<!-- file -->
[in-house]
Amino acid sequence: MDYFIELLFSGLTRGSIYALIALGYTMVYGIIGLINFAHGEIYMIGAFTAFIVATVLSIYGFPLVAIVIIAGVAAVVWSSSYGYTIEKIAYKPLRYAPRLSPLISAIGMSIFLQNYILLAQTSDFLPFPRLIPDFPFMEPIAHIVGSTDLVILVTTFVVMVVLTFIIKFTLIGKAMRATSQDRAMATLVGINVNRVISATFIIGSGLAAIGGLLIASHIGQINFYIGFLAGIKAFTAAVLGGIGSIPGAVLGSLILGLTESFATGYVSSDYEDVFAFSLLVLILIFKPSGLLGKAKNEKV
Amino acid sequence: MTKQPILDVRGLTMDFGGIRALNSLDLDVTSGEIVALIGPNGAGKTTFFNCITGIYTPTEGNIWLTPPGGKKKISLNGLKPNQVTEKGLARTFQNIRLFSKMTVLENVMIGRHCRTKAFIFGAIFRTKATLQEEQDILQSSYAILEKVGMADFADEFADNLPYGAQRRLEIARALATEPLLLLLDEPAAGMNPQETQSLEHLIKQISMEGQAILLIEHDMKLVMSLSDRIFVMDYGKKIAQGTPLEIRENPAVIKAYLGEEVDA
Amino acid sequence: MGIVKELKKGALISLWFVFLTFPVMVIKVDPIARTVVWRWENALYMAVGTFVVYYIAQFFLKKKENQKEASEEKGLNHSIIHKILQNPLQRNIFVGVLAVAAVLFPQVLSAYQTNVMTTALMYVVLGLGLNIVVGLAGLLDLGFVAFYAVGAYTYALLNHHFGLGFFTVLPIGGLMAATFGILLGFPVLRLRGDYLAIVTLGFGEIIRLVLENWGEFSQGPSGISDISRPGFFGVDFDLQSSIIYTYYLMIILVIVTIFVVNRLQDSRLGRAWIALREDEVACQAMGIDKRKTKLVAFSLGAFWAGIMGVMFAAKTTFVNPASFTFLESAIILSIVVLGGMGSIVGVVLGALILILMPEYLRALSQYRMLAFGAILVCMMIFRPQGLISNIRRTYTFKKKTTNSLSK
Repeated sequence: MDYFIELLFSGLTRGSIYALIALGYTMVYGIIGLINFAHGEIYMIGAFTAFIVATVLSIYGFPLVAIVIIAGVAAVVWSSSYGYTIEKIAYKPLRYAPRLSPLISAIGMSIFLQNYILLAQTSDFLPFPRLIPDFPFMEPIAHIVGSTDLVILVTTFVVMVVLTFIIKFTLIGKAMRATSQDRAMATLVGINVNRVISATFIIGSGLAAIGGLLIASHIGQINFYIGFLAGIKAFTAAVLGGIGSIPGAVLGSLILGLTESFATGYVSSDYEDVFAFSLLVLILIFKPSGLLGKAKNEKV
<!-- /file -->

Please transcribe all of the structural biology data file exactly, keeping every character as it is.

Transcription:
[in-house]
Amino acid sequence: MDYFIELLFSGLTRGSIYALIALGYTMVYGIIGLINFAHGEIYMIGAFTAFIVATVLSIYGFPLVAIVIIAGVAAVVWSSSYGYTIEKIAYKPLRYAPRLSPLISAIGMSIFLQNYILLAQTSDFLPFPRLIPDFPFMEPIAHIVGSTDLVILVTTFVVMVVLTFIIKFTLIGKAMRATSQDRAMATLVGINVNRVISATFIIGSGLAAIGGLLIASHIGQINFYIGFLAGIKAFTAAVLGGIGSIPGAVLGSLILGLTESFATGYVSSDYEDVFAFSLLVLILIFKPSGLLGKAKNEKV
Amino acid sequence: MTKQPILDVRGLTMDFGGIRALNSLDLDVTSGEIVALIGPNGAGKTTFFNCITGIYTPTEGNIWLTPPGGKKKISLNGLKPNQVTEKGLARTFQNIRLFSKMTVLENVMIGRHCRTKAFIFGAIFRTKATLQEEQDILQSSYAILEKVGMADFADEFADNLPYGAQRRLEIARALATEPLLLLLDEPAAGMNPQETQSLEHLIKQISMEGQAILLIEHDMKLVMSLSDRIFVMDYGKKIAQGTPLEIRENPAVIKAYLGEEVDA
Amino acid sequence: MGIVKELKKGALISLWFVFLTFPVMVIKVDPIARTVVWRWENALYMAVGTFVVYYIAQFFLKKKENQKEASEEKGLNHSIIHKILQNPLQRNIFVGVLAVAAVLFPQVLSAYQTNVMTTALMYVVLGLGLNIVVGLAGLLDLGFVAFYAVGAYTYALLNHHFGLGFFTVLPIGGLMAATFGILLGFPVLRLRGDYLAIVTLGFGEIIRLVLENWGEFSQGPSGISDISRPGFFGVDFDLQSSIIYTYYLMIILVIVTIFVVNRLQDSRLGRAWIALREDEVACQAMGIDKRKTKLVAFSLGAFWAGIMGVMFAAKTTFVNPASFTFLESAIILSIVVLGGMGSIVGVVLGALILILMPEYLRALSQYRMLAFGAILVCMMIFRPQGLISNIRRTYTFKKKTTNSLSK
Repeated sequence: MDYFIELLFSGLTRGSIYALIALGYTMVYGIIGLINFAHGEIYMIGAFTAFIVATVLSIYGFPLVAIVIIAGVAAVVWSSSYGYTIEKIAYKPLRYAPRLSPLISAIGMSIFLQNYILLAQTSDFLPFPRLIPDFPFMEPIAHIVGSTDLVILVTTFVVMVVLTFIIKFTLIGKAMRATSQDRAMATLVGINVNRVISATFIIGSGLAAIGGLLIASHIGQINFYIGFLAGIKAFTAAVLGGIGSIPGAVLGSLILGLTESFATGYVSSDYEDVFAFSLLVLILIFKPSGLLGKAKNEKV